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Life of a Secular

Secular Order members belong to a local community of Secular Carmelites. Practical charity and a hidden life of prayer are supported through membership in a local community.


  • Meetings:  Secular Carmelites attend monthly meetings for formation, fellowship, prayer, and community business.

  • Mental Prayer: They strive to develop a spiritual life through solitary mental prayer for at least a half-hour each day.

  • Morning & Evening Prayer:  They pray Morning and Evening Prayer from the Liturgy of the Hours, and Night Prayer if possible.

  • Mary:  They wear the brown scapular of Our Lady of Mt. Carmel, who should be present in a special way in the life of every Carmelite, and pray the rosary if possible.

  • Mass:  Members seek to draw strength from the liturgical life of the Church by attendance at daily Mass, if at all possible.

  • Mission:  Secular Carmelites participate as much as possible in the apostolic endeavors of the Church.

  • They make frequent use of the Sacrament of Reconciliation and observe days of penance and fast prescribed by the Church or by Secular Order rules.

  • They also support their Carmelite vocation through spiritual reading of the Carmelite saints and other works.

  • Periodic retreats and days of reflection are essential to supporting and nourishing our Carmelite vocation.  We traditionally have one weekend retreat in the Fall of each year led by a Discalced Carmelite friar.  Days of reflection are also sometimes held.  Both offerings draw members from several area communities and are also excellent opportunities to gather with a larger part of our Carmelite family.


The Carmelite Shield

Discalced Carmelite Seculars are practicing members of the Catholic Church who, under the protection of Our Lady of Mount Carmel and inspired by St. Teresa of Jesus and St. John of the Cross, make the commitment to the Discalced Carmelite Order to seek the face of God for the sake of the church and the world. 

The shield of a religious community usually symbolically



expresses some key insights into their understanding of their charism. This is particularly true of the Carmelite Shield. It embodies a great deal of what the Carmelite charism is all about. 


The center of the shield is a mountain, which symbolizes both the actual mountain, Mt. Carmel in Israel where the Order was born, but it also, and more importantly, symbolizes the soul's union with God  through prayer and contemplation. The process of this union with God is looked at,  especially by St. John of the Cross, as climbing the mountain of the Lord.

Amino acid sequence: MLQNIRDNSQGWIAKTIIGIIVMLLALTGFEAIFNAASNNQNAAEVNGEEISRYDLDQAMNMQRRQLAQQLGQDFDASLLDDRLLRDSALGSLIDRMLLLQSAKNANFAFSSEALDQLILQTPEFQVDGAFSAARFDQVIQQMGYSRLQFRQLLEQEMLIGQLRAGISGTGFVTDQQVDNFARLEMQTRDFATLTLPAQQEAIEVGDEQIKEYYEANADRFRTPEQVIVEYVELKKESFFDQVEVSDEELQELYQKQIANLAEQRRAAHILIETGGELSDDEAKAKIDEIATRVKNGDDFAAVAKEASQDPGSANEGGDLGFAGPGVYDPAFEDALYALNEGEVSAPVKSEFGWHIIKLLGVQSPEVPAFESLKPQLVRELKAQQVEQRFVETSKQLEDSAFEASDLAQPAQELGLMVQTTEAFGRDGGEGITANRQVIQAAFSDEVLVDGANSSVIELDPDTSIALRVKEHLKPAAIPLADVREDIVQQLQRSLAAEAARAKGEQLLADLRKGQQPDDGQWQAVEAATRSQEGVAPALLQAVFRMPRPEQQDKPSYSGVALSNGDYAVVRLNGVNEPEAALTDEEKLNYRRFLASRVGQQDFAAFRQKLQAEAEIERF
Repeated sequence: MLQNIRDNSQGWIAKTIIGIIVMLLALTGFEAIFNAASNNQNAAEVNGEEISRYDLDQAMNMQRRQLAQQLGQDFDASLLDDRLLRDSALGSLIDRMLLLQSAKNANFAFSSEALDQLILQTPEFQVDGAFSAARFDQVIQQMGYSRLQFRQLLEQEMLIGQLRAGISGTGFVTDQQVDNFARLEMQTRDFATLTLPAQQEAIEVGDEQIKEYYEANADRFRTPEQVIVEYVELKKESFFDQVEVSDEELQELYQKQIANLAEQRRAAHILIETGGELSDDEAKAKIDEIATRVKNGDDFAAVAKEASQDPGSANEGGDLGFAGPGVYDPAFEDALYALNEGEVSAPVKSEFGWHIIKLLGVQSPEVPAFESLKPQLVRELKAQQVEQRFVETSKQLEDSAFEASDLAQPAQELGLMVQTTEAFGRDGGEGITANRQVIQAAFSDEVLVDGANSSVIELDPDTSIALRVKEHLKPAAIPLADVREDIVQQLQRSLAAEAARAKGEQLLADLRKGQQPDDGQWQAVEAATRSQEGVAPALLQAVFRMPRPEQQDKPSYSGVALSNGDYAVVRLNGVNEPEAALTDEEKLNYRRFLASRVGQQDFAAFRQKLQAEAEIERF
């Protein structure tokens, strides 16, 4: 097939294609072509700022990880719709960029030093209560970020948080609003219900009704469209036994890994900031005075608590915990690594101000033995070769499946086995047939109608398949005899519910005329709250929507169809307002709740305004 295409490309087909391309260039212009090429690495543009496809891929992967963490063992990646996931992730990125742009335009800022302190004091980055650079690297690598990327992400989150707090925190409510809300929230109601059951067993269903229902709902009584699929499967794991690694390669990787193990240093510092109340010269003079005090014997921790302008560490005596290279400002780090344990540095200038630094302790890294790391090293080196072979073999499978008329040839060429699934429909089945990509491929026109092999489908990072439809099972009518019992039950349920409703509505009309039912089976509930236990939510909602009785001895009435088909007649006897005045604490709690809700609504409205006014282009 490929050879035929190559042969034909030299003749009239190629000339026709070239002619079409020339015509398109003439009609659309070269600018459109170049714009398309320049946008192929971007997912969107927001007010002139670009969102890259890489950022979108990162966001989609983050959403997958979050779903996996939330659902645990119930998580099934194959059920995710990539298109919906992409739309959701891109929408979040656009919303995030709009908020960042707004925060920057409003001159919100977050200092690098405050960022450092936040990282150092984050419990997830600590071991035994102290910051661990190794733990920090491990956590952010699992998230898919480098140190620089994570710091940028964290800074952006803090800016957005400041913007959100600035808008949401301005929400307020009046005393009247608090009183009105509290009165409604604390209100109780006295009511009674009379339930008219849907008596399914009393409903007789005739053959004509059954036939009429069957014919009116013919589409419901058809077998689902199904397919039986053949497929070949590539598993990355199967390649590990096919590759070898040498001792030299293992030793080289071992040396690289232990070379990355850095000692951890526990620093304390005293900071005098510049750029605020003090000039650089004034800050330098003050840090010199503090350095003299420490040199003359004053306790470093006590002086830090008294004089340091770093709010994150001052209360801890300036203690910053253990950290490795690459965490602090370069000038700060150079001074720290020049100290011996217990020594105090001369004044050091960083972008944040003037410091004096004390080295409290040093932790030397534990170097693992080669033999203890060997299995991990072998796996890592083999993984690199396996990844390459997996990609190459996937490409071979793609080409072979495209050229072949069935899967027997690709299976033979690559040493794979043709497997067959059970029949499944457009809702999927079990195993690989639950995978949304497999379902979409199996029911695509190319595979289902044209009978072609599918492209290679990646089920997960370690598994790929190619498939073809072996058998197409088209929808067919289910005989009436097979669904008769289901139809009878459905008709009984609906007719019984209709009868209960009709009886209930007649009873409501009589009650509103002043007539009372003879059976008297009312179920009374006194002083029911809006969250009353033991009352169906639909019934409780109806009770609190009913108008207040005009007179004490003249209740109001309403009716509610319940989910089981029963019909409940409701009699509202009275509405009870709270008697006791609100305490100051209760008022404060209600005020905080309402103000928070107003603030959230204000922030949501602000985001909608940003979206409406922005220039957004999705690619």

This is a key theme in the Psalms as well, e.g. Psalm 2:6, 3:4, and especially 24:3: "Who shall ascend the Mountain of the Lord and who shall stand in His holy place?"  One of St. John of the Cross's master works on this union is therefore appropriately named: The Ascent of Mount Carmel. 


Back to the Shield, on top of the mountain is a Cross, symbolizing the Person of Jesus Christ and His saving death on the Cross for us. The Cross is in the center of the shield, symbolizing our need to center all that we are and all that we do on the Person of Jesus Himself. 


There are also three stars on the shield. The lower star, directly below the Cross, represent Mary, Mother of God and Queen of Carmel. She is symbolically represented at the heart of Carmel and,  in her role as Mother of God, is the one from whom the Cross, i.e. the Lord Jesus, came forth, hence the Cross rising from her star. The two stars adjacent to the Cross represent the earliest patriarchs of the Order, St. Elijah and St. Elisha, the pre-Christian founders of Carmel. 


The crown with its twelve stars also represents Mary, calling to mind St. John's glorious vision of her in Revelations as crowned with 12 stars (Rev. 12:1). 


The arm and the fiery sword represent Elijah, who in his great burning zeal for the Lord called down fire from Heaven.


The inscription is the Latin translation of Elijah's words in 1st Kings: 

"With zeal I am zealous for the Lord God of Hosts."

(1st Kings 19:10).

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